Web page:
The medical examiner who oversaw a private autopsy on David Carradine said on Wednesday that the “Kung Fu” star died from asphyxiation and the way the actor’s body was bound allowed him to rule out suicide.
Carradine was found hanging in the closet of his Bangkok hotel suite on June 4 and his family hired New York-based forensic pathologist Dr. Michael Baden to conduct a follow-up death investigation to the one handled by Thai authorities.
Baden had earlier said the actor’s death was not a suicide, but details of autopsies have been scant and on Wednesday Baden stressed that his full determination of how Carradine died will not be ready until at least a week.
“The cause of death was asphyxiation, an inability to breathe, now why that happened is still what we’re working on,” Baden told Reuters.
Authorities in Thailand conducted the first autopsy on Carradine shortly after his death, and said on June 8 it would take a month to know how he died. A Thai police colonel told Reuters early in the probe the likely cause of death was asphyxiation.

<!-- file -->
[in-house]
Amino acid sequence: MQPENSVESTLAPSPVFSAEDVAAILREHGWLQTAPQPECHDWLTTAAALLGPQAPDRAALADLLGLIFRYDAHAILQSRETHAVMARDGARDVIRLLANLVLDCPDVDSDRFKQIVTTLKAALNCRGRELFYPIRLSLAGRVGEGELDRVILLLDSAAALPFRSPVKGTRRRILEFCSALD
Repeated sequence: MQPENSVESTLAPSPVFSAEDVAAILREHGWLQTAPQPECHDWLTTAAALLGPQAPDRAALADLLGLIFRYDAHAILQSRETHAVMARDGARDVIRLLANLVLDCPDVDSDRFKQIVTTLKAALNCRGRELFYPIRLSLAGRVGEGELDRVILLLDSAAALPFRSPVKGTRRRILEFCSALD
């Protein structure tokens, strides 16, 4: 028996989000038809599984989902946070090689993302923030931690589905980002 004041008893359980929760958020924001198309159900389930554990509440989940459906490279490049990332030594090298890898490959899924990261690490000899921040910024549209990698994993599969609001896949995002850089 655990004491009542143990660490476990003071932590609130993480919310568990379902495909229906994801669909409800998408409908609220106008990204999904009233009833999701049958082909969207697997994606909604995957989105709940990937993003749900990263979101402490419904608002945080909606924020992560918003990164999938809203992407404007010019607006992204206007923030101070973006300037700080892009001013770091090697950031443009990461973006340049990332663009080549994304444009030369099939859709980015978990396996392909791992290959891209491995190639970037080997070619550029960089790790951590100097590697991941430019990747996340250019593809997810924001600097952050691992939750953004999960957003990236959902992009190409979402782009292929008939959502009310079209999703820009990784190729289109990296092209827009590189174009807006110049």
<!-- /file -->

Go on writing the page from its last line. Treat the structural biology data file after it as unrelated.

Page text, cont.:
Baden, the host of cable channel HBO’s “Autopsy” series, also said the ligatures, or ties that bind, which were on Carradine’s body at the time of his death helped him rule out suicide.
“He didn’t die of natural causes, and he didn’t die of suicidal causes from the nature of the ligatures around the body, so that leaves some kind of accidental death,” he said.
The media has suggested Carradine could have died from accidental autoerotic asphyxiation. In response to a question on that topic, Baden did not rule out that possibility, but he also did not say autoerotic asphyxiation was the cause.
Contradicting media reports saying Carradine’s hands were tied behind his back, Baden told Reuters the actor’s hands were above his head.
A representative for Carradine’s brothers said the family had no comment on preliminary results of the second autopsy.
Baden, who oversaw a second autopsy in the United States after Carradine’s body was flown to Los Angeles from Bangkok, said he is awaiting more information from Thai police to rule out the possibility that Carradine was killed by someone.
Baden said he wants to see data from the pass keys for the hotel where Carradine died, and security video to ensure no one was in the room with him at the time.
The forensic pathologist said he is not disappointed with how long it has taken Thai authorities to send him material for his death investigation. “It takes time to finish a case sometimes, so it’s not unexpected,” he said.